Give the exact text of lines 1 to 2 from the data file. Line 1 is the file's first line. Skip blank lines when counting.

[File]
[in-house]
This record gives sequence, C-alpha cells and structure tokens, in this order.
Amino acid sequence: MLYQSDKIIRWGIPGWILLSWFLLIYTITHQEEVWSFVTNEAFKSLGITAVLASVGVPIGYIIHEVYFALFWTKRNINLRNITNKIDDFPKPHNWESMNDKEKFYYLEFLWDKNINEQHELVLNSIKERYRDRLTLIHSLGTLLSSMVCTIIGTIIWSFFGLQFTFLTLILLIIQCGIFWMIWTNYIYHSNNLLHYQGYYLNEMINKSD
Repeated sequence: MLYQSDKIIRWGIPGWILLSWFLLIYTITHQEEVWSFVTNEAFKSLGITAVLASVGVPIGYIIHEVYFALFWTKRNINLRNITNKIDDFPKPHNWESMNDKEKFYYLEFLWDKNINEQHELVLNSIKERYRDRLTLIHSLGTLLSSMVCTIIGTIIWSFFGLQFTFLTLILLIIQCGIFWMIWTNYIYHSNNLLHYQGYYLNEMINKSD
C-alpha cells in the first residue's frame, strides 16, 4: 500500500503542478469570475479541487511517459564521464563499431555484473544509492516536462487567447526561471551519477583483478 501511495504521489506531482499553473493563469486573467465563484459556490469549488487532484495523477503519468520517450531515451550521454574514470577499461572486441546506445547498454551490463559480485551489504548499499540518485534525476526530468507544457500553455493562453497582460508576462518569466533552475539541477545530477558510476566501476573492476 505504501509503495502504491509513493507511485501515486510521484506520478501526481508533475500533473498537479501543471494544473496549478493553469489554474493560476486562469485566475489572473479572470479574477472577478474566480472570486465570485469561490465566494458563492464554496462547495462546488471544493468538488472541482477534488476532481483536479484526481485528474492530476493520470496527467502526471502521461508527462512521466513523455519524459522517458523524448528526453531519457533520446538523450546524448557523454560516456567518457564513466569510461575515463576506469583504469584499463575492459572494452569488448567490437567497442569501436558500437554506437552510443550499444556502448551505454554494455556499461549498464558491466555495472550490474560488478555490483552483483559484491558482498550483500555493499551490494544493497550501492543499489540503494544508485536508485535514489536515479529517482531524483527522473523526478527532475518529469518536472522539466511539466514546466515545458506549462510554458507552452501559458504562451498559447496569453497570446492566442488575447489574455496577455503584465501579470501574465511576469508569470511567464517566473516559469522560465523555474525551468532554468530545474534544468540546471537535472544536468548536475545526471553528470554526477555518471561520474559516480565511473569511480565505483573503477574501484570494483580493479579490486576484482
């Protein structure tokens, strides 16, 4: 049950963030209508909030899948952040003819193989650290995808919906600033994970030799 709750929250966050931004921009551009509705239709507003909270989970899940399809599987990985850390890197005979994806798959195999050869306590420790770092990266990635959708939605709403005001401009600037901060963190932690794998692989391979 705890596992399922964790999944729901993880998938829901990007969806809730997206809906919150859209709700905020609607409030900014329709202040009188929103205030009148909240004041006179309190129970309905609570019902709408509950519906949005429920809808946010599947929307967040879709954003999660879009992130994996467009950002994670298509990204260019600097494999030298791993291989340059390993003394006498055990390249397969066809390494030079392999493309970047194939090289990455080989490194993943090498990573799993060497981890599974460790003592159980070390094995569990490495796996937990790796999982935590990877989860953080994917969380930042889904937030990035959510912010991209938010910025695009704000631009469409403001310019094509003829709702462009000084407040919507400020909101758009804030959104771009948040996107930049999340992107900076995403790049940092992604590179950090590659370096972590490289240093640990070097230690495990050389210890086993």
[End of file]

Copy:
[in-house]
This record gives sequence, C-alpha cells and structure tokens, in this order.